IN Conversation with Trip Haenisch

Photo by Alex Fredik.

He’s a designer to the stars, living in a sparkling glass-box house high atop Beverly Hills with broad steps cascading down to an emerald lawn and winding infinity-edge pool. It looks like a set from a James Bond film. The home is featured in a gorgeous coffee table book, Personal Space: Trip Haenisch (Rizzoli, 2018) and it’s where, on Super Bowl Sunday, Haenisch was holed up alone so he could soak up every second of his beloved hometown Kansas City Chiefs’ date with destiny.

The soft-spoken, silver-haired, blue-eyed designer is better known on both coasts than in his native Kansas City. He was recently mentioned in a breathless piece in Page Six speculating that he will be designing a new mega apartment on Fifth Avenue in New York City for the world’s richest man, Jeff Bezos, and Bezo’s girlfriend, Lauren Sanchez.

Haenisch designed the homes Sanchez shared with her ex-husband Patrick Whitesell. In a lengthy phone chat with IN Kansas City from his office in Los Angeles, Haenisch apologizes that he can’t confirm the Bezos project, adding, “there are a lot of projects I do that I can’t publish or discuss because of who the clients are. Lauren and I have been close friends for a long time.”

His storybook career took an unusual path. After getting a business degree at the University of Kansas, Haenisch accepted a job with IBM in Los Angeles, setting off from his parent’s driveway with a pile of clothes and a TV strapped into the passenger seat of his Mazda, according to his book. In Los Angeles, he met celebrity designer Waldo Fernandez, whom he credits with teaching him about design. It was the beginning of a business partnership and a romantic relationship that lasted 26 years. Haenisch and Fernandez raised a son, Jake, who is now 26. 

Haenisch’s client list includes Courteney Cox, Laura Dern, Hank Azaria, and other film industry elites.

What was your childhood in Kansas City like?
I have such good memories of growing up. I was born in Marshall, in the middle of Missouri. My grandfather was a pharmacist in Slater, a small town near Marshall. I have great memories of visiting there. My dad was a New Yorker and met my mom at the University of Missouri, where he was studying journalism. My parents settled in Kansas City soon after I was born. Originally, we were near Shawnee Mission East on Howe Drive. It was a double cul-de-sac and there were a gazillion kids. It was a blast. When I was 5 or 6, we moved to Overbrook Road in Leawood, near 103rd and State Line. I went to Brookwood Elementary, Indian Creek Middle School, and Shawnee Mission South High School.

I was a gymnast since I was 5. In Kansas City everyone was into sports—that was a big part of my life. We just had so much fun. We used to come home from school and then run down to the creek, and then go over to a friend’s house. When it was time to eat dinner, my mom would ring a bell and we’d run home and eat. There was a sense of freedom. Raising a kid in LA, you can’t do it that way, and it’s kind of sad. Everybody’s kids have to be shuttled around in cars with people always watching them. 

You were a junior mascot for the Kansas City Chiefs and you performed on the field at the first Super Bowl. What was that like?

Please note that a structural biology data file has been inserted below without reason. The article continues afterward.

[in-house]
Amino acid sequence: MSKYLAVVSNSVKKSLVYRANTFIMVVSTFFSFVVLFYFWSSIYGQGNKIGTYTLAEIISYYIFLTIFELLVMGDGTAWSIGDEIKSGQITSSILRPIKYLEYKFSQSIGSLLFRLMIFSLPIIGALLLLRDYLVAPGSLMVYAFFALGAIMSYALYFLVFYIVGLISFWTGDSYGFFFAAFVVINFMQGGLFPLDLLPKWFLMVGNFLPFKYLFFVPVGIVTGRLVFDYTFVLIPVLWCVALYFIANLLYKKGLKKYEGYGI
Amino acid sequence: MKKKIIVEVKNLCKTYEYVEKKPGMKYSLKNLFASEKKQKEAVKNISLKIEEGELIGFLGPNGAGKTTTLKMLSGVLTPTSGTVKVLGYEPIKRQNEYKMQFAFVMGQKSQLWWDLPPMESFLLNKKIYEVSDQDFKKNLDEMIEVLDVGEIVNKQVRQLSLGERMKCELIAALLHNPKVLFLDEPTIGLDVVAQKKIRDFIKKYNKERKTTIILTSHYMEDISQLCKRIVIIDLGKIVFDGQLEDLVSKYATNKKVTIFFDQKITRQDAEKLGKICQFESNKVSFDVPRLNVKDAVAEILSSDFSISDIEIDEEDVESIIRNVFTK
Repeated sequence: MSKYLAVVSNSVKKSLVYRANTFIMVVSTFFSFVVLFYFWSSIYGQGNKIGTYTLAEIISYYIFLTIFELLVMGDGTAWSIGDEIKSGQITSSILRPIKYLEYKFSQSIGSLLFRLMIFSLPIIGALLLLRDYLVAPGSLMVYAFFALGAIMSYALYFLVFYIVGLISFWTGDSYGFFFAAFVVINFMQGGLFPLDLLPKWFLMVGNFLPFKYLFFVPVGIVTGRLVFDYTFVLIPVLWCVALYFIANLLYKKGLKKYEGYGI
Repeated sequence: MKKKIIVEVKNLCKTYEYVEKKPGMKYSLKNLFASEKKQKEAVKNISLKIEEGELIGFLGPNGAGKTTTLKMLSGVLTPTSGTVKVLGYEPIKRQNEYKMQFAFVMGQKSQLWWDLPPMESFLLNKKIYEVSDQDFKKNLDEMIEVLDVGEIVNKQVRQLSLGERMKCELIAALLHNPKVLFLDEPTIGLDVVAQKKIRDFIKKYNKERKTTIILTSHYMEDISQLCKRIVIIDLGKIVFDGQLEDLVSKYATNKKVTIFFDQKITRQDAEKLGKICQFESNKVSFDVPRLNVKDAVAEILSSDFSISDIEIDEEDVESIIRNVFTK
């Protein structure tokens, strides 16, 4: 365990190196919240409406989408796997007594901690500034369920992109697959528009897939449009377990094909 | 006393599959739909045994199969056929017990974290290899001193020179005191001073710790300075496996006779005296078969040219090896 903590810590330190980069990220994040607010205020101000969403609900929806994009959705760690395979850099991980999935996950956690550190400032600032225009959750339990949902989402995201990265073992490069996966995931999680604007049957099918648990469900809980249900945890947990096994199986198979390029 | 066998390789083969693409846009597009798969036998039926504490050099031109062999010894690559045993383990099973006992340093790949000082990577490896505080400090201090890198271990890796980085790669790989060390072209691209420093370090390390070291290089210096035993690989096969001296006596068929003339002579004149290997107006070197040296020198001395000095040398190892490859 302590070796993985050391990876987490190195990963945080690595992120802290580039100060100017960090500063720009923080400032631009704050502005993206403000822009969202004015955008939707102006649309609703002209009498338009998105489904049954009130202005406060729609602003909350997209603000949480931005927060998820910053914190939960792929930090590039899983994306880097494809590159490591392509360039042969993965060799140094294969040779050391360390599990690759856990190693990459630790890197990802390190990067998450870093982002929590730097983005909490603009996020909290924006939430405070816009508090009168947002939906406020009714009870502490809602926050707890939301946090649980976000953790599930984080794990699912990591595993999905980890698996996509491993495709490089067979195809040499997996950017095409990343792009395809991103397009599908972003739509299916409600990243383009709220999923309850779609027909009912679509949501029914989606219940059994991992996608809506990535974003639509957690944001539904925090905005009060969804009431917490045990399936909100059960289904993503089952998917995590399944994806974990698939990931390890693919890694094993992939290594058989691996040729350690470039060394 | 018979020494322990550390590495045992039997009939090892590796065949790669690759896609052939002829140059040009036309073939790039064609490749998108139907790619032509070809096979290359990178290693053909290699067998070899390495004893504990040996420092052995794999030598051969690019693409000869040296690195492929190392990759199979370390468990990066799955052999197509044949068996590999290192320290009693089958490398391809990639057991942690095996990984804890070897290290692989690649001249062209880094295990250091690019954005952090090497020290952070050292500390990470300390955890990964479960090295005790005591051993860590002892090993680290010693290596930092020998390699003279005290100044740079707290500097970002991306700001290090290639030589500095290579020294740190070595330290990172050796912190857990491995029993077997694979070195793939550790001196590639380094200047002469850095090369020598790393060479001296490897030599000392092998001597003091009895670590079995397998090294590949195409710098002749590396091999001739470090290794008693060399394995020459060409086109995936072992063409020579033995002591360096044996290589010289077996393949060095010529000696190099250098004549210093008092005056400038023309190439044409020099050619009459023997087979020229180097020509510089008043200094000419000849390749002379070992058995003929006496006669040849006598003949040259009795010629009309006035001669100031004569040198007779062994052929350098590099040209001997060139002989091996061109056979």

That was the first time I came to LA. I remember seeing all these palm trees. I’d never seen one; it was crazy. 

How did you get picked for that?
I was a pretty good gymnast—I was probably 7—and two girls and I got an audition with Lamar Hunt. He was so nice. We were junior mascots, and we would perform at halftime at football games. That went on for probably three or four years. We had a mini trampoline, and we would do cheerleading stuff. We had red tops that had the Chiefs logo and I wore white jeans and white sneakers. We were on the field for the first Super Bowl. I remember being so disappointed because the Chiefs lost. I also remember the stadium being only half full. It wasn’t like it is now. 

I’m such a Kansas City sports person. I’m obsessed with the Royals and the Chiefs. I’m so proud of what happened this year and the character of Lamar’s son running the team, and Andy Reid and Mahomes. Sports galvanizes everyone in this world where politics are complicated, and everybody’s at each other’s throats. It’s nice to have something that pulls you all together. I’ll go to a little sports bar here by myself, because there aren’t that many Chiefs fans, and watch the game. Nothing makes me happier. 

Where did you watch the Super Bowl?
I watched it at home, because during the Houston game I was with a client and his wife, who I love, in Vegas. I was watching the game while we were eating, and I couldn’t focus on it because I was trying to talk and be polite. Because of that, I decided to watch the Super Bowl by myself so I could just concentrate on it. Through the first three quarters, I was like, “Oh my God, this is so depressing.” I couldn’t believe what happened in the fourth quarter. It was the best.

I hear you are also a KU basketball fan.
I am. I love it. The tradition of KU basketball is so great. I’ve been able to get back for a couple of games at Allen Fieldhouse, which is amazing.

When you come back to Kansas City, what are your don’t-miss things you love to do?The arts scene there is incredible. There are a lot of great artists who are young and doing good work, so I like to visit galleries. Sherry Leedy’s got an amazing gallery. I go to Winstead’s and get a hamburger. My mom’s favorite place was Tatsu’s; I always check in there. And in my free time I’m always working anyway, so I like to go antiquing. And Retro Inferno—Rod Parks is amazing. I’ve bought the coolest things from him.

I saw on your Instagram the Memphis-style boxing ring bed that Rod used to have in his house.
Yes! I saw it there and I kept saying, “If you ever want to get rid of it, call me.” He was always saying, “No…No…No…” And then he moved and didn’t have a space for it and said, “Now’s the time.” And I said, “OK, send me an invoice.” Then I got the invoice and I was like, “Ouch.” [laughs] But I love it. Karl Lagerfeld had one of those in his house. There’s not many of those in the world. It’s kind of an amazing piece. 

What’s it like living in Los Angeles?
I love LA in spite of LA. There are lots of people out here who are, you know, a little self-absorbed and doing things just for themselves. I’m Midwestern, so I was raised that when people are sick, that’s when you show up for them. You bring them food; you bring them soup. I’ve found friends who are like that, you know, that you can count on. But you’ve got to wade through a lot of disappointments. I find that a lot of my friends are from the Midwest, which is interesting.